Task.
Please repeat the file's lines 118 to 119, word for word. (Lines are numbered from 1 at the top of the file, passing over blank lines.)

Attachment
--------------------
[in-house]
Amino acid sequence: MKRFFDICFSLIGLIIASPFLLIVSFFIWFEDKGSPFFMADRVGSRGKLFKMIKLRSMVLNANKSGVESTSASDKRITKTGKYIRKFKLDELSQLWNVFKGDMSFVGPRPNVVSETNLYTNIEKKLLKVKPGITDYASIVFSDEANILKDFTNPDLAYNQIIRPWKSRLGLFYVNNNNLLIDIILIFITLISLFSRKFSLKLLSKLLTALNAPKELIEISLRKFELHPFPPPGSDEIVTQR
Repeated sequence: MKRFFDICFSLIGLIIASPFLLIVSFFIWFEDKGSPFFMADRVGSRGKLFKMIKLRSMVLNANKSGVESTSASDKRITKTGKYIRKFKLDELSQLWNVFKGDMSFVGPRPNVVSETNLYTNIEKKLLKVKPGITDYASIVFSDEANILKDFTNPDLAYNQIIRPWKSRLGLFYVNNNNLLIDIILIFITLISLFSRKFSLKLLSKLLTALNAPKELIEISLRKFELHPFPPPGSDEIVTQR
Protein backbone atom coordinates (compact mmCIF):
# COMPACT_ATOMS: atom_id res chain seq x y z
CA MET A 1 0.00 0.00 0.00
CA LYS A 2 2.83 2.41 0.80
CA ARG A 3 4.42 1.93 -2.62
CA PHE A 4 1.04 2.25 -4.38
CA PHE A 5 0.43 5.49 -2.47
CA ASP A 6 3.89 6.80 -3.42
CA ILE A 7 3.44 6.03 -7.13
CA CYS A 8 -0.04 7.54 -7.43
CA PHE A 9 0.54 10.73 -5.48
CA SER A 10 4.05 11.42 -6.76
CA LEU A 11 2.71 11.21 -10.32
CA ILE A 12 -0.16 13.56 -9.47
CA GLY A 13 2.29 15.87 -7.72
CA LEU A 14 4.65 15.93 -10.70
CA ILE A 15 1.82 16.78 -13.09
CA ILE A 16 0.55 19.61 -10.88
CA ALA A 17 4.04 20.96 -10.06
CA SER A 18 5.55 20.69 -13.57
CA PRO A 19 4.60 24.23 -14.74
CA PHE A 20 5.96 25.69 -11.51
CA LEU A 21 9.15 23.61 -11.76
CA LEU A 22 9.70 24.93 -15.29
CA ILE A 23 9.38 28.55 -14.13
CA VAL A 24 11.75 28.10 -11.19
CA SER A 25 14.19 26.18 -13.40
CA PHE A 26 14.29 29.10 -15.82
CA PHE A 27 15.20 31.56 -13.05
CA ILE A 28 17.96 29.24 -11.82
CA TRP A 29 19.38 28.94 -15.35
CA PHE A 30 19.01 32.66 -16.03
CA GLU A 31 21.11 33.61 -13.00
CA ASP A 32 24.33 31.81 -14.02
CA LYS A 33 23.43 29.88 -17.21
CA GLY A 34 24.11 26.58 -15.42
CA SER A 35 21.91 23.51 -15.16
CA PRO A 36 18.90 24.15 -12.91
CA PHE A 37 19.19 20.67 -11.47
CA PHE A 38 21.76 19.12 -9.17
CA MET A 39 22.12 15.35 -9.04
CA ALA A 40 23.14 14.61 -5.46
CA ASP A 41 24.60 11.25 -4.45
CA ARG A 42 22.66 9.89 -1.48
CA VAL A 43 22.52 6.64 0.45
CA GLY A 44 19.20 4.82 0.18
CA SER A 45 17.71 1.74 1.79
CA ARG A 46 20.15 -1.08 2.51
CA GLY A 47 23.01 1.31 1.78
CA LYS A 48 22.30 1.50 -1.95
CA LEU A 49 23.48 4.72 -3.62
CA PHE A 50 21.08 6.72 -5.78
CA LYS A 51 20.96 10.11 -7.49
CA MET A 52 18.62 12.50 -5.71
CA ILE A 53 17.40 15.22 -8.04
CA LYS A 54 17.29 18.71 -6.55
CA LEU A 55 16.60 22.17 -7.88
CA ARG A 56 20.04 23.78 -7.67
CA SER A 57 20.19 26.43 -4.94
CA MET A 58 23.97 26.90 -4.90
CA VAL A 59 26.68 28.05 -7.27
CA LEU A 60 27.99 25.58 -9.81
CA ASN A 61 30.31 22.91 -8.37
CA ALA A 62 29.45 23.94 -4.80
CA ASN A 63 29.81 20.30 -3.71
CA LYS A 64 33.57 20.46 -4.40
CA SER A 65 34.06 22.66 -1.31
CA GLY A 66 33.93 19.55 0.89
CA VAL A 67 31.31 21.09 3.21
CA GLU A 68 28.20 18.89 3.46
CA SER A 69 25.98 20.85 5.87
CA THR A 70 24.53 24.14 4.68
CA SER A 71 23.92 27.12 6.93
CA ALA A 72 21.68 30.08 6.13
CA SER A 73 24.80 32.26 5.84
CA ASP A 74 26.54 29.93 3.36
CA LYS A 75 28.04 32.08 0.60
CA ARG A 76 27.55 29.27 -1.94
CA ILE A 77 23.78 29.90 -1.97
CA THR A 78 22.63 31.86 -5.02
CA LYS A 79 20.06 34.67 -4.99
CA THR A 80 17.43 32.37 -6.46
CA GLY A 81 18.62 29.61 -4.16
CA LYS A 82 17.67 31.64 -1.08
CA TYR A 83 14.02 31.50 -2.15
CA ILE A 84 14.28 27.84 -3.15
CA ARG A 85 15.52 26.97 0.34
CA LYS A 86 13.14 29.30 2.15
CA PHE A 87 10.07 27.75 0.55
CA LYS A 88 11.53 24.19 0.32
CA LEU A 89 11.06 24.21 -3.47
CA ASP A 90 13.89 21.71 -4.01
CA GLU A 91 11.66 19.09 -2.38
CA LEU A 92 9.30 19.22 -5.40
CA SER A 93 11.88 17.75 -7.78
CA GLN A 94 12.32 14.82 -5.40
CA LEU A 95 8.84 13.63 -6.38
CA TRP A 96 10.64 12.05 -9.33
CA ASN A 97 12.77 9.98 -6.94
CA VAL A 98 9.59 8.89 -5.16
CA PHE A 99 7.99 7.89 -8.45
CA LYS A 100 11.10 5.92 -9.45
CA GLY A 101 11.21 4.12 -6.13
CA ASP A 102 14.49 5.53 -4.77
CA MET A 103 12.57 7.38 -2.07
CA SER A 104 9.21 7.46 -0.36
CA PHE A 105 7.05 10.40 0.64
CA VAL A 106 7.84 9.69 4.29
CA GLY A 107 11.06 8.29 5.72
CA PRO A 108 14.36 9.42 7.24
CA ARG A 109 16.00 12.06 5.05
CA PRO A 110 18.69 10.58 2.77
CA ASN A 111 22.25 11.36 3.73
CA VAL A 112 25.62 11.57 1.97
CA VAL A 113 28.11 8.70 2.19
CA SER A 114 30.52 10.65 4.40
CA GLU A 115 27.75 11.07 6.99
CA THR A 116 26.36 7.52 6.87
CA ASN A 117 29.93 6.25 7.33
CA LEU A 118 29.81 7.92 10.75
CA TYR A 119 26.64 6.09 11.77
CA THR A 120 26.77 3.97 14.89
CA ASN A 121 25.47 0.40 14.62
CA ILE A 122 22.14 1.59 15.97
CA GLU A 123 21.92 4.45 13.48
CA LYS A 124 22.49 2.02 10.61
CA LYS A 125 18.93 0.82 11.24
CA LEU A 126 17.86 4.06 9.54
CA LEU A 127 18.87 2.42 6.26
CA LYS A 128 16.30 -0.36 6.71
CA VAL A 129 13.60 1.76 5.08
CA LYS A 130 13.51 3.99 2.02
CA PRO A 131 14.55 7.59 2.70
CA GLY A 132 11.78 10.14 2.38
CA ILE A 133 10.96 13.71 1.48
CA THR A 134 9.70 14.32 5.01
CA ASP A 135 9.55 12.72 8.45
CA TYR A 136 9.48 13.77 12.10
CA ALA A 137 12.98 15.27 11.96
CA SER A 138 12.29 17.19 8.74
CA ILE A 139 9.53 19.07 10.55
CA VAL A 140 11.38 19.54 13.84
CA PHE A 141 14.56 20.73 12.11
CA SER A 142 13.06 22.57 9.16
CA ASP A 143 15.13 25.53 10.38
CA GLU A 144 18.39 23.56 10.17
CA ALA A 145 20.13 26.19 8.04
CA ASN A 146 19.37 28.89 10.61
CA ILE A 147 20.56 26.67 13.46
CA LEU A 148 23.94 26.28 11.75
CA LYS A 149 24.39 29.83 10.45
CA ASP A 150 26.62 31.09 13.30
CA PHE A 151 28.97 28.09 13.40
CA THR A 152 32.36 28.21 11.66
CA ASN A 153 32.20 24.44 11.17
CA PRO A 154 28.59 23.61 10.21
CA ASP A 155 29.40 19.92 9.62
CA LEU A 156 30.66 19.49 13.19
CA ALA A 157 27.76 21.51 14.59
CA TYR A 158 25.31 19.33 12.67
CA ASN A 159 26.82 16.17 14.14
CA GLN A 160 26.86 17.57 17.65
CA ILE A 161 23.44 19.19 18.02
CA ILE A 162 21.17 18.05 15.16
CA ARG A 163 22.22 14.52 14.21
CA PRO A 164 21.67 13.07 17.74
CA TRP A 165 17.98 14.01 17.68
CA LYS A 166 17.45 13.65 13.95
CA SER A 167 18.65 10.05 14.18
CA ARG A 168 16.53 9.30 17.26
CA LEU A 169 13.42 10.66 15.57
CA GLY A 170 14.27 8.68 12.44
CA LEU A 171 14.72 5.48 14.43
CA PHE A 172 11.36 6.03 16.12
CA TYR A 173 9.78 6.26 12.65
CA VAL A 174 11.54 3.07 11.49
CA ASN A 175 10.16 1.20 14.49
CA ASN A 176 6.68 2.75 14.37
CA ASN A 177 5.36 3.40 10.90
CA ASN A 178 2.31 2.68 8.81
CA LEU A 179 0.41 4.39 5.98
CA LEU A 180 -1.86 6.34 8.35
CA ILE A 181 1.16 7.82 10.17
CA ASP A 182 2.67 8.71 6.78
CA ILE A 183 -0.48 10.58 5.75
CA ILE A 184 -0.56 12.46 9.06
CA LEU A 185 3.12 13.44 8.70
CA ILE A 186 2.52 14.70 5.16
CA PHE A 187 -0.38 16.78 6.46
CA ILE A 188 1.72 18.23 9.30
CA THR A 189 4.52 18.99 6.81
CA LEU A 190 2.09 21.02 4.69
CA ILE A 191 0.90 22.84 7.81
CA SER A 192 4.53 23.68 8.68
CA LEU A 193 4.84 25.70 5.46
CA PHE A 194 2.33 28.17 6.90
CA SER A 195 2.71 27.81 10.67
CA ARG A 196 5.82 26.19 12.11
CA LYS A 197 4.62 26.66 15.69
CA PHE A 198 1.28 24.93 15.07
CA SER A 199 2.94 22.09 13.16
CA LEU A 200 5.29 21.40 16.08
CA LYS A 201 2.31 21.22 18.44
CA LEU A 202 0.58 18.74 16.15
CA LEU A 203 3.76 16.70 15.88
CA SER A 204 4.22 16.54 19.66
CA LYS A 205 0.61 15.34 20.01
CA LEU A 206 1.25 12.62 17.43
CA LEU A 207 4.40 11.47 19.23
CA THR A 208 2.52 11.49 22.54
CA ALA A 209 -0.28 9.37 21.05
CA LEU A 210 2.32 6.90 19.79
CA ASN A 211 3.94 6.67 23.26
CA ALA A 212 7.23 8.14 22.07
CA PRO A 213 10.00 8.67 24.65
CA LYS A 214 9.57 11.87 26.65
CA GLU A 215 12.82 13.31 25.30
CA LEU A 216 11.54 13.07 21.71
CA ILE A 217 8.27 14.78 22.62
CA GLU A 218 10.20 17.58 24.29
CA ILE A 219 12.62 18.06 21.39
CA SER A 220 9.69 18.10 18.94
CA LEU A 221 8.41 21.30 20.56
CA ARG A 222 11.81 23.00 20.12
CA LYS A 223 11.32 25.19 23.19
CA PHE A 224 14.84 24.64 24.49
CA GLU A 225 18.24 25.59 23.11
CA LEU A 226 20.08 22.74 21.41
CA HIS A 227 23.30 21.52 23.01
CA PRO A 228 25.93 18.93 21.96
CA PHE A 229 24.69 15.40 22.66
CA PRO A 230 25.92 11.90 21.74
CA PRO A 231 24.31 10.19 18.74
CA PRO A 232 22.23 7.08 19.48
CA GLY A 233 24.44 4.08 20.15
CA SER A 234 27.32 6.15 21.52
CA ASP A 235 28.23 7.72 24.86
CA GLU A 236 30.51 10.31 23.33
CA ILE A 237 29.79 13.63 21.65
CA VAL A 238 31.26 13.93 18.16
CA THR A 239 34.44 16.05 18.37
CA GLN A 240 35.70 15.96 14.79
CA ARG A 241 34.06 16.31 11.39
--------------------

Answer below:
CA VAL A 113 28.11 8.70 2.19
CA SER A 114 30.52 10.65 4.40